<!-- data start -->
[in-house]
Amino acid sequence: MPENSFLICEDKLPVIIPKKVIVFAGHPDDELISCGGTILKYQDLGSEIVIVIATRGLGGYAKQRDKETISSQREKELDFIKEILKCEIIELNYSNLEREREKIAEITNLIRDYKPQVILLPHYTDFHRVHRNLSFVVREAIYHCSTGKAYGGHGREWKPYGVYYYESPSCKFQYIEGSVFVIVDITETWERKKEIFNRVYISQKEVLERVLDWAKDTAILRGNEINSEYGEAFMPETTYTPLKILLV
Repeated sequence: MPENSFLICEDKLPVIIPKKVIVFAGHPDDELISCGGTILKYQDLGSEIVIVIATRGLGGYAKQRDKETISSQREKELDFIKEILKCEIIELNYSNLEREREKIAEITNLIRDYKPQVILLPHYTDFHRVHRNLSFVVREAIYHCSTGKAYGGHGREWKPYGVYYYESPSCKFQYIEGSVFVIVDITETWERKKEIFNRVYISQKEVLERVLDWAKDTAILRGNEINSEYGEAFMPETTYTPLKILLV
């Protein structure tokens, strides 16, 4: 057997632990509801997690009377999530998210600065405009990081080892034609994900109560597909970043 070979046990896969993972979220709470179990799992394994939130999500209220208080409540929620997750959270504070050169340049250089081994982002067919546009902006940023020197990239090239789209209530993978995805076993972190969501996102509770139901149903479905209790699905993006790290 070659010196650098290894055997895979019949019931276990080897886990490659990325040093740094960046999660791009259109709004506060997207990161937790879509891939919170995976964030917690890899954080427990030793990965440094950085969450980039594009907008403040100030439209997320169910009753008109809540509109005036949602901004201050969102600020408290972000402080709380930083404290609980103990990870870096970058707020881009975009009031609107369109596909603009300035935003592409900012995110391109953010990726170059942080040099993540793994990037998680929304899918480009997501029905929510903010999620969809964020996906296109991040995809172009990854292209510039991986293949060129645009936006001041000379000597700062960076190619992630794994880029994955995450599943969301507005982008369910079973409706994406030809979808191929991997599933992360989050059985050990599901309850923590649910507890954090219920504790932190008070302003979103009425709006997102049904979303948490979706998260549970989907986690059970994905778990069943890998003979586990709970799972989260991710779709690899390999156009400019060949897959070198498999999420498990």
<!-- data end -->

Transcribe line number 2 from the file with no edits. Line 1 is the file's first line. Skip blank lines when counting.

Amino acid sequence: MPENSFLICEDKLPVIIPKKVIVFAGHPDDELISCGGTILKYQDLGSEIVIVIATRGLGGYAKQRDKETISSQREKELDFIKEILKCEIIELNYSNLEREREKIAEITNLIRDYKPQVILLPHYTDFHRVHRNLSFVVREAIYHCSTGKAYGGHGREWKPYGVYYYESPSCKFQYIEGSVFVIVDITETWERKKEIFNRVYISQKEVLERVLDWAKDTAILRGNEINSEYGEAFMPETTYTPLKILLV